Documents from the WPA (Works Progress Administration) suggest that the second bridge was built in 1910, however, photos at the Minnesota State Historical Society suggest that the old bridge was still in place as of 1915. The next newer photos in the collection from 1925 show the new bridge. It was a single steel truss about the same size as the 1876 bridge main truss. Whereas the 1876 truss was flat on top much like a Pratt Truss, the second bridge was hump-back much like a Parker or Pennsylvania arch. Rather than having smaller approach spans, the second bridge had short causeways leading to the bridge on each end.
The NBI (National Bridge Inventory) lists the third bridge at this location as being built in 1974. Again, photos from the Historical Society suggest that the second bridge was still in place in 1975, and the third bridge does not show up in aerial photos until 1976. At that time, the second bridge was removed, and a three span steel girder bridge was installed. That is the modern looking bridge that we see today. This very run of the mill looking bridge has no decorative features. The key interesting feature of the bridge is how low it sits in the water.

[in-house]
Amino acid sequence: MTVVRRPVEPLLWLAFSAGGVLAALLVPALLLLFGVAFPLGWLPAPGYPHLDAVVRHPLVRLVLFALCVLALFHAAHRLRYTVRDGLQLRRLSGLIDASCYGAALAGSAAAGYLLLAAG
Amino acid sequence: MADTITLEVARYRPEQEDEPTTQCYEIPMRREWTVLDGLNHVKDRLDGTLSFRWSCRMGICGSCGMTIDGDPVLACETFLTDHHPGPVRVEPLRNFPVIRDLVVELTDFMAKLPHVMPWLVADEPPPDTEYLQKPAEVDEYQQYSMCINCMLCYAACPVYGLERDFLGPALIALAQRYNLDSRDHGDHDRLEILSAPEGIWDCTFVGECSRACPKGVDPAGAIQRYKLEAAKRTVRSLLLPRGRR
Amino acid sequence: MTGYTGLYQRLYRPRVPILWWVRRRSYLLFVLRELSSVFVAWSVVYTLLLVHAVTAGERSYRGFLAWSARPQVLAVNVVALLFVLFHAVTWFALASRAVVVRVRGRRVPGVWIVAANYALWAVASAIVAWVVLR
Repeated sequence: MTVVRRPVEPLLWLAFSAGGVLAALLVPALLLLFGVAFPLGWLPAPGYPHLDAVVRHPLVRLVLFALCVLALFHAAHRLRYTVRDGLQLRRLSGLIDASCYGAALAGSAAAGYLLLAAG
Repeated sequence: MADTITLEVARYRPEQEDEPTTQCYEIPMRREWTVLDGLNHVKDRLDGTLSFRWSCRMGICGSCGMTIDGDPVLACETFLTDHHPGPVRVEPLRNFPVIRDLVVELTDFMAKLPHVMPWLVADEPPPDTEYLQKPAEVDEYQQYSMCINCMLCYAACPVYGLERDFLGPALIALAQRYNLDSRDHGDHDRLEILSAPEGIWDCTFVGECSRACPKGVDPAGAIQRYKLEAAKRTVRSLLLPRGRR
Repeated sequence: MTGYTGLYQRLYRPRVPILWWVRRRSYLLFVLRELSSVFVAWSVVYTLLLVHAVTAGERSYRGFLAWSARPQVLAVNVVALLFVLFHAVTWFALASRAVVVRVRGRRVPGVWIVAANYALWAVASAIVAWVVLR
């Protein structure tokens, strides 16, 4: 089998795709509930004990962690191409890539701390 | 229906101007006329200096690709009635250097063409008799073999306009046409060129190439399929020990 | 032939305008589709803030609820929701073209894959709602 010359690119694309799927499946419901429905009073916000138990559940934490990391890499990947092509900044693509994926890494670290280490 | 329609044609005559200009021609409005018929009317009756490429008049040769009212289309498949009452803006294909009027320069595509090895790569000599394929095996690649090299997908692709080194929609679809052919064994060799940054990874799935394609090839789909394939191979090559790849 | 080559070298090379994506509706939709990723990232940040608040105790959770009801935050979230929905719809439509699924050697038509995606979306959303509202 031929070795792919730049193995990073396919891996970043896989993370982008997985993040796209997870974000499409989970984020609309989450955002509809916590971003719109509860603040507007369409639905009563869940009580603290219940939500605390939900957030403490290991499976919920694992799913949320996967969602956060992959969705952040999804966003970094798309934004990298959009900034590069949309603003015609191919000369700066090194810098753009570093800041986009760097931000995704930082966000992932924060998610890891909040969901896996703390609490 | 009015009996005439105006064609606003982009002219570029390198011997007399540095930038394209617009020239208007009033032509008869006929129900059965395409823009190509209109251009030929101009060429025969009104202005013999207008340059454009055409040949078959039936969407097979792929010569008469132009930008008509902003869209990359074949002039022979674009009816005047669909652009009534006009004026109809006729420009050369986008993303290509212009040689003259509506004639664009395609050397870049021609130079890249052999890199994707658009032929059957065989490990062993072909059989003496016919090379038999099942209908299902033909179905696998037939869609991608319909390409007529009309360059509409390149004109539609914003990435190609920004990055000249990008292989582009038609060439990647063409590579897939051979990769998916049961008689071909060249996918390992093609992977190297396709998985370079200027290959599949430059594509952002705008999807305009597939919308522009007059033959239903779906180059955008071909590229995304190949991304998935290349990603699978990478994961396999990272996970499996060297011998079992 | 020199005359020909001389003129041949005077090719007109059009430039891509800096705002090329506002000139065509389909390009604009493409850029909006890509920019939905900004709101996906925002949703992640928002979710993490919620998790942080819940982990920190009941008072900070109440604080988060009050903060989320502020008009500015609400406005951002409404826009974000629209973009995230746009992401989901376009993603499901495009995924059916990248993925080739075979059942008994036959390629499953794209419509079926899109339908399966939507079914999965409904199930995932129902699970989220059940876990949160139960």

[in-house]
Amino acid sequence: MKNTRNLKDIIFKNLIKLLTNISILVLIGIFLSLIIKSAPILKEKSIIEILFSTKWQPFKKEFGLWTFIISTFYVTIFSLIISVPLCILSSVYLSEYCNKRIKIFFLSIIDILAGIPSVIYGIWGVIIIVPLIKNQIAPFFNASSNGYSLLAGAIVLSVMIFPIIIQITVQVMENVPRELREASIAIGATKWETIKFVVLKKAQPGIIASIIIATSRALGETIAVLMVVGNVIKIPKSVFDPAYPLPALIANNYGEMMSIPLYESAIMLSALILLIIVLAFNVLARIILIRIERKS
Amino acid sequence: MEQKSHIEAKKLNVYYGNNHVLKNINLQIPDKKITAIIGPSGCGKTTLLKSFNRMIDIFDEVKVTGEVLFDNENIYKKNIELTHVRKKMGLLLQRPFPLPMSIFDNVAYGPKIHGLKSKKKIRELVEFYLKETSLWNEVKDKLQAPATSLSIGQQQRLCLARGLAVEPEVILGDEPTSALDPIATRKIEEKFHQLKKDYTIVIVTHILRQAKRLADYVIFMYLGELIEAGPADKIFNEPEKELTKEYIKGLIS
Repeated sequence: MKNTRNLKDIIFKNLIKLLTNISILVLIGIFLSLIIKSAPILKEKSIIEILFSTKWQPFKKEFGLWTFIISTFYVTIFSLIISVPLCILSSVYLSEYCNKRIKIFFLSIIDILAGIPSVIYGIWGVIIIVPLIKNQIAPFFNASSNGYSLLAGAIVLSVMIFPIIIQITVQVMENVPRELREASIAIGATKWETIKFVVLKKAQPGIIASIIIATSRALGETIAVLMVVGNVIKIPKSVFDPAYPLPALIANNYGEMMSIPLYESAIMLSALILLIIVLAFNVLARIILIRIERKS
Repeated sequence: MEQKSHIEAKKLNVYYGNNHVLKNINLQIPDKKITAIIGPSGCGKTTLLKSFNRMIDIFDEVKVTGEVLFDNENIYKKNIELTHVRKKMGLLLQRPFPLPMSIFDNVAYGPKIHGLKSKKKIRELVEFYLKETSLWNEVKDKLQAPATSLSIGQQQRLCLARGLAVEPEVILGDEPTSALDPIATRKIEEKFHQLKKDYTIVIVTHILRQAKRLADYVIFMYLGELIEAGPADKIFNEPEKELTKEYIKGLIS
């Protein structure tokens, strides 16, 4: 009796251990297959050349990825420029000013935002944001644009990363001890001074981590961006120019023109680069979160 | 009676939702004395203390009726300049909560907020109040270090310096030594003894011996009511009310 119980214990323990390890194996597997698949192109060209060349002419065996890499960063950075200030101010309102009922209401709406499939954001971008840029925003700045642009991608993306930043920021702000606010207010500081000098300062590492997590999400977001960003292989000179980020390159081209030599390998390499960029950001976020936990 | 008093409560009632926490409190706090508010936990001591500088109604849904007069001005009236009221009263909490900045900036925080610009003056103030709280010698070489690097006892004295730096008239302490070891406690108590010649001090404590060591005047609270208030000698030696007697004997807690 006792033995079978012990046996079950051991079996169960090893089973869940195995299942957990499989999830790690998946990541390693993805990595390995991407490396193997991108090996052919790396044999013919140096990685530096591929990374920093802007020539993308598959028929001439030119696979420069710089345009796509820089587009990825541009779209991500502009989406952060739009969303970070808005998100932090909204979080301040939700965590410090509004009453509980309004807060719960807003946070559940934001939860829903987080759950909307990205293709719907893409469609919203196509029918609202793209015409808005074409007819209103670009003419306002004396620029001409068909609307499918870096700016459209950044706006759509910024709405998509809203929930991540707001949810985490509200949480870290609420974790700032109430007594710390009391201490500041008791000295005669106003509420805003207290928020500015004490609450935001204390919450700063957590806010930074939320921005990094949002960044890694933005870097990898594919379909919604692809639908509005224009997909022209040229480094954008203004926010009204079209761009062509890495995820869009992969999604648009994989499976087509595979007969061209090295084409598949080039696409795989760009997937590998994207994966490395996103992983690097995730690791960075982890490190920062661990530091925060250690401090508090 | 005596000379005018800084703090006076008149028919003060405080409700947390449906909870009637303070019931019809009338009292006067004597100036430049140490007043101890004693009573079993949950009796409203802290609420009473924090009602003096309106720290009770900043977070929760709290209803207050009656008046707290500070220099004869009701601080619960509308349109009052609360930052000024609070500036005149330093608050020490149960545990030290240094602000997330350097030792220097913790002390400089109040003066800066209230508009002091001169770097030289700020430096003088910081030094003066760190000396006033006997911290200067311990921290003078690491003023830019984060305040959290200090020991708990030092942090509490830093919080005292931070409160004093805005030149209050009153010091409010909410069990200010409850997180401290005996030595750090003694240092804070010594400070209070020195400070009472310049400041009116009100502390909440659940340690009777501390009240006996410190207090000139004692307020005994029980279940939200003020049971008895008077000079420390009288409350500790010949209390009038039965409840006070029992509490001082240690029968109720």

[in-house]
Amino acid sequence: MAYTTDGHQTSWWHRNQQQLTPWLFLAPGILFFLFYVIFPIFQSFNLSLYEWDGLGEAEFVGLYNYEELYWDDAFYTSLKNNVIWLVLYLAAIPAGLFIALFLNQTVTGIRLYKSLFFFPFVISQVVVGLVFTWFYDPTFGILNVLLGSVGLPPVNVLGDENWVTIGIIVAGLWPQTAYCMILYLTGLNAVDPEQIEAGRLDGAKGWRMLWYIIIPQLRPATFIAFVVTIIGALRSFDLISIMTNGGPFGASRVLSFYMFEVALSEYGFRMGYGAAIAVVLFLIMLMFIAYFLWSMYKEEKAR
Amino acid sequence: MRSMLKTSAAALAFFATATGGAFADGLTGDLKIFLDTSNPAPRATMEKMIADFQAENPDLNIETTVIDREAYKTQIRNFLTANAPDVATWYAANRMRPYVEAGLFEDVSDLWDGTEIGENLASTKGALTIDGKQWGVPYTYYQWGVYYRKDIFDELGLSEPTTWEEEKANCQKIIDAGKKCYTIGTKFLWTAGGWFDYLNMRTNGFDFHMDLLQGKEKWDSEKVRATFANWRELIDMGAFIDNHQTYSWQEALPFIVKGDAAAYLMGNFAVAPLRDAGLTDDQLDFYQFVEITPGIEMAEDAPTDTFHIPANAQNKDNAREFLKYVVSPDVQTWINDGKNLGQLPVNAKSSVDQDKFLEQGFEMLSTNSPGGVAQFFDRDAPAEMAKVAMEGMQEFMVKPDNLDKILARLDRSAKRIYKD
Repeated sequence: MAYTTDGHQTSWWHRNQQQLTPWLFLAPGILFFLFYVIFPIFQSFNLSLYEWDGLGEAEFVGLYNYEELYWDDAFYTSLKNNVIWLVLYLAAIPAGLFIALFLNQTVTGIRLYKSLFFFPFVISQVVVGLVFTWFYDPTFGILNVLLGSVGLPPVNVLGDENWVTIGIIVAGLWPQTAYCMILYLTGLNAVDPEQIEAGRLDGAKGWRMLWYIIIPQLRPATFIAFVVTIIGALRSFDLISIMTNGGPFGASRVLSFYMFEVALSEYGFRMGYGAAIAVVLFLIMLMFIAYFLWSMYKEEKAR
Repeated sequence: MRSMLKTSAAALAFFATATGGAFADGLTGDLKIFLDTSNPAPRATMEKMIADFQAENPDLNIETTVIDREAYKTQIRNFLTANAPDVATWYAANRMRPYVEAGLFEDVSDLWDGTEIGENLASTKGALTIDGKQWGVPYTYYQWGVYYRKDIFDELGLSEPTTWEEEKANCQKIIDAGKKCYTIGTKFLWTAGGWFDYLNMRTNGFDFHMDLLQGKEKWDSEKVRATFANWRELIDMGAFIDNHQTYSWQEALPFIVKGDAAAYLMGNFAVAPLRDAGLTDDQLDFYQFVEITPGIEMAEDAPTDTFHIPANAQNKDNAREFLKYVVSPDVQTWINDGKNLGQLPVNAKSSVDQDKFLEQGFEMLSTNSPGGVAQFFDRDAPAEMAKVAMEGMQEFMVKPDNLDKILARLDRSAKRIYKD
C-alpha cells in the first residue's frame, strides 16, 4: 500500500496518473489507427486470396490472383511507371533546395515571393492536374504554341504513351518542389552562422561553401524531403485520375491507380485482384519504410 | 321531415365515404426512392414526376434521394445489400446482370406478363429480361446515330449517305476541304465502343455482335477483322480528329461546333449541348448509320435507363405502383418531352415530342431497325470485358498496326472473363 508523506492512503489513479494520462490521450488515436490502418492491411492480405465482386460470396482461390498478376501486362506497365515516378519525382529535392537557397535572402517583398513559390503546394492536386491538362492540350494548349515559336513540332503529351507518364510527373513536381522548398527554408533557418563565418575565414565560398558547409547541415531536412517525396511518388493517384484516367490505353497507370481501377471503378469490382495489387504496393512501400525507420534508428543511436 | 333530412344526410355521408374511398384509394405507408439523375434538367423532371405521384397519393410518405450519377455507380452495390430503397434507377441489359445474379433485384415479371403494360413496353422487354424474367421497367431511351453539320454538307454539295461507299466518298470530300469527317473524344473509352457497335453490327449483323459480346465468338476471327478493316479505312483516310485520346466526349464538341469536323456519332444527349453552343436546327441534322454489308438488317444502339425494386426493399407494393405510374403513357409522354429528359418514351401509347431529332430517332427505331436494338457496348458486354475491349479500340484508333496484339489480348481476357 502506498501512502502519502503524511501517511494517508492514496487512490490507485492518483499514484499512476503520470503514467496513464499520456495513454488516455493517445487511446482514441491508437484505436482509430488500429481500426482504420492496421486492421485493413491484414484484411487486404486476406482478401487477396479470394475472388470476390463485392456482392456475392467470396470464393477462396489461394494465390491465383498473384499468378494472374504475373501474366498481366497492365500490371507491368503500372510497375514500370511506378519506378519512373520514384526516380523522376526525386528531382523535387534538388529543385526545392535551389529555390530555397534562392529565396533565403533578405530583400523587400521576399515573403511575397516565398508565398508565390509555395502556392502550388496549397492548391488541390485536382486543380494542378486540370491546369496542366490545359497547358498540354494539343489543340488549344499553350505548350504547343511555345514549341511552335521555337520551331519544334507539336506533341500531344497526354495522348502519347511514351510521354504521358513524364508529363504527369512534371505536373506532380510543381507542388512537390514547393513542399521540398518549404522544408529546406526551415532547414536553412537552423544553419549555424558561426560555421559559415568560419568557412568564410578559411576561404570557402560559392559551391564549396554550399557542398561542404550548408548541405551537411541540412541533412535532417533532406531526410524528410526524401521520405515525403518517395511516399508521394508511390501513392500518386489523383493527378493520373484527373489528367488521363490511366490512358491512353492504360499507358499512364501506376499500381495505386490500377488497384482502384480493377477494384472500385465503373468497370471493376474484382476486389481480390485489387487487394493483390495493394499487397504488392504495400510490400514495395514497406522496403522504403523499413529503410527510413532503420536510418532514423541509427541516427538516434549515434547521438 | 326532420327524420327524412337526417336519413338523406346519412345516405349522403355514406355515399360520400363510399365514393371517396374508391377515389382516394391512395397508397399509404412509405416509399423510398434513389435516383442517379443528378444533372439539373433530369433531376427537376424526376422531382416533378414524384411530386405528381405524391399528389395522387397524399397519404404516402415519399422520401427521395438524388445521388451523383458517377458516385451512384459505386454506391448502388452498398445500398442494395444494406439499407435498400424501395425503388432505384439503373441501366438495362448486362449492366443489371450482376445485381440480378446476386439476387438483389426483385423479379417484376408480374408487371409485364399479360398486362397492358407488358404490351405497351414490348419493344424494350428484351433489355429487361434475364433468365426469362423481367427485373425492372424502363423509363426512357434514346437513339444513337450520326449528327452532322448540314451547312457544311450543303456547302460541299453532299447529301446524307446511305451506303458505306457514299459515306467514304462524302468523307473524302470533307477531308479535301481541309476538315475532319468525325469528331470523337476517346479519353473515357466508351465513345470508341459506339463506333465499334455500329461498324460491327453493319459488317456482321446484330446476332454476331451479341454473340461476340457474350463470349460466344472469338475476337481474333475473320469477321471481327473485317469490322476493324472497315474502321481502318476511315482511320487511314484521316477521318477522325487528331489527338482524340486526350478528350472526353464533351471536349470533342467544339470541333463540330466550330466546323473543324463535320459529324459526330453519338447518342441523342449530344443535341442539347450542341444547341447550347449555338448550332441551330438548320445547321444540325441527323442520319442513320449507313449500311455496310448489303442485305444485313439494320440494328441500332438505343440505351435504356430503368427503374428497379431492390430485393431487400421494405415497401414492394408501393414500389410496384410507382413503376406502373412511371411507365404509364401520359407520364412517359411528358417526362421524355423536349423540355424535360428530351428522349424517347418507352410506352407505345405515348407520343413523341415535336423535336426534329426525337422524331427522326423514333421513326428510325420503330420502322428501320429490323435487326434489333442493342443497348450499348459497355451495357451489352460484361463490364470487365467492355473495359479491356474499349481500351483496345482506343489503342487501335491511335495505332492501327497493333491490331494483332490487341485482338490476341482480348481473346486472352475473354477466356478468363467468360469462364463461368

The photo above is looking northeast towards the downstream south face of the Oak Street Bridge. The Granite Falls Dam is in the foreground.